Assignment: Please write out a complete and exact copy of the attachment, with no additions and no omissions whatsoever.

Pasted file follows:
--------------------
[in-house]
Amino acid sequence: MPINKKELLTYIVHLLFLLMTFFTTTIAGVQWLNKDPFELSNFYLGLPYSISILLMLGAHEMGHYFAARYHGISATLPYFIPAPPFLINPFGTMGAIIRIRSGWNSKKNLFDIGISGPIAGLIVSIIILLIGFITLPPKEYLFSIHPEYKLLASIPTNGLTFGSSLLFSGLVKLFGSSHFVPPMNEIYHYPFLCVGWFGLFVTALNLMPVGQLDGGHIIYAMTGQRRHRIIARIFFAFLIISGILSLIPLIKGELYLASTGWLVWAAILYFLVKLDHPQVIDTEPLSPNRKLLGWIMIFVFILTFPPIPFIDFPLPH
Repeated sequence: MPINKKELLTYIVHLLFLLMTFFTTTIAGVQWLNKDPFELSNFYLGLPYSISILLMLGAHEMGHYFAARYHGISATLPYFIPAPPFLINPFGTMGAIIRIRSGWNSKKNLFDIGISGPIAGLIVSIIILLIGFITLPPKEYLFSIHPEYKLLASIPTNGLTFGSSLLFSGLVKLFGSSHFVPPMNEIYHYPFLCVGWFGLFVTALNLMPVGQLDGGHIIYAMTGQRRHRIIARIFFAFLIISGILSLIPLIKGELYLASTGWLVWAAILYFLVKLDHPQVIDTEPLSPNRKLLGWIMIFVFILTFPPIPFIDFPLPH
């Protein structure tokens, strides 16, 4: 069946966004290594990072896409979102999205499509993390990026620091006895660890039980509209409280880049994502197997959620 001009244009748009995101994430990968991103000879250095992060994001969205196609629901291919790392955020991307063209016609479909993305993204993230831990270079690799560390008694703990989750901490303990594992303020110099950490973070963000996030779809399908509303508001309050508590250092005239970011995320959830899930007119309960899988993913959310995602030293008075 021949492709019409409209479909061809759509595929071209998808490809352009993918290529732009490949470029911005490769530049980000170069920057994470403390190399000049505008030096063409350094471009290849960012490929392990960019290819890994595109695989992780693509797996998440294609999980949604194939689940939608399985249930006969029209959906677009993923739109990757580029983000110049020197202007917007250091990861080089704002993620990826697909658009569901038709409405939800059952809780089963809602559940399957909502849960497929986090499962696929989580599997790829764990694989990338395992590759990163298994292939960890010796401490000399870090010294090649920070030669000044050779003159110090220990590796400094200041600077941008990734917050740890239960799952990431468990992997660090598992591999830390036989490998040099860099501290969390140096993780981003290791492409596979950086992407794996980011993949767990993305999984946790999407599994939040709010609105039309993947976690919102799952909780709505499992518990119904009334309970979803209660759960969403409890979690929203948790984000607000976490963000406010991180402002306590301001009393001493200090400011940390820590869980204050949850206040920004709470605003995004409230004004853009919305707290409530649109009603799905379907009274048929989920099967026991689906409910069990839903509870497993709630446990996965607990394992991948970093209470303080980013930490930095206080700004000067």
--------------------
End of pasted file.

[in-house]
Amino acid sequence: MPINKKELLTYIVHLLFLLMTFFTTTIAGVQWLNKDPFELSNFYLGLPYSISILLMLGAHEMGHYFAARYHGISATLPYFIPAPPFLINPFGTMGAIIRIRSGWNSKKNLFDIGISGPIAGLIVSIIILLIGFITLPPKEYLFSIHPEYKLLASIPTNGLTFGSSLLFSGLVKLFGSSHFVPPMNEIYHYPFLCVGWFGLFVTALNLMPVGQLDGGHIIYAMTGQRRHRIIARIFFAFLIISGILSLIPLIKGELYLASTGWLVWAAILYFLVKLDHPQVIDTEPLSPNRKLLGWIMIFVFILTFPPIPFIDFPLPH
Repeated sequence: MPINKKELLTYIVHLLFLLMTFFTTTIAGVQWLNKDPFELSNFYLGLPYSISILLMLGAHEMGHYFAARYHGISATLPYFIPAPPFLINPFGTMGAIIRIRSGWNSKKNLFDIGISGPIAGLIVSIIILLIGFITLPPKEYLFSIHPEYKLLASIPTNGLTFGSSLLFSGLVKLFGSSHFVPPMNEIYHYPFLCVGWFGLFVTALNLMPVGQLDGGHIIYAMTGQRRHRIIARIFFAFLIISGILSLIPLIKGELYLASTGWLVWAAILYFLVKLDHPQVIDTEPLSPNRKLLGWIMIFVFILTFPPIPFIDFPLPH
């Protein structure tokens, strides 16, 4: 069946966004290594990072896409979102999205499509993390990026620091006895660890039980509209409280880049994502197997959620 001009244009748009995101994430990968991103000879250095992060994001969205196609629901291919790392955020991307063209016609479909993305993204993230831990270079690799560390008694703990989750901490303990594992303020110099950490973070963000996030779809399908509303508001309050508590250092005239970011995320959830899930007119309960899988993913959310995602030293008075 021949492709019409409209479909061809759509595929071209998808490809352009993918290529732009490949470029911005490769530049980000170069920057994470403390190399000049505008030096063409350094471009290849960012490929392990960019290819890994595109695989992780693509797996998440294609999980949604194939689940939608399985249930006969029209959906677009993923739109990757580029983000110049020197202007917007250091990861080089704002993620990826697909658009569901038709409405939800059952809780089963809602559940399957909502849960497929986090499962696929989580599997790829764990694989990338395992590759990163298994292939960890010796401490000399870090010294090649920070030669000044050779003159110090220990590796400094200041600077941008990734917050740890239960799952990431468990992997660090598992591999830390036989490998040099860099501290969390140096993780981003290791492409596979950086992407794996980011993949767990993305999984946790999407599994939040709010609105039309993947976690919102799952909780709505499992518990119904009334309970979803209660759960969403409890979690929203948790984000607000976490963000406010991180402002306590301001009393001493200090400011940390820590869980204050949850206040920004709470605003995004409230004004853009919305707290409530649109009603799905379907009274048929989920099967026991689906409910069990839903509870497993709630446990996965607990394992991948970093209470303080980013930490930095206080700004000067």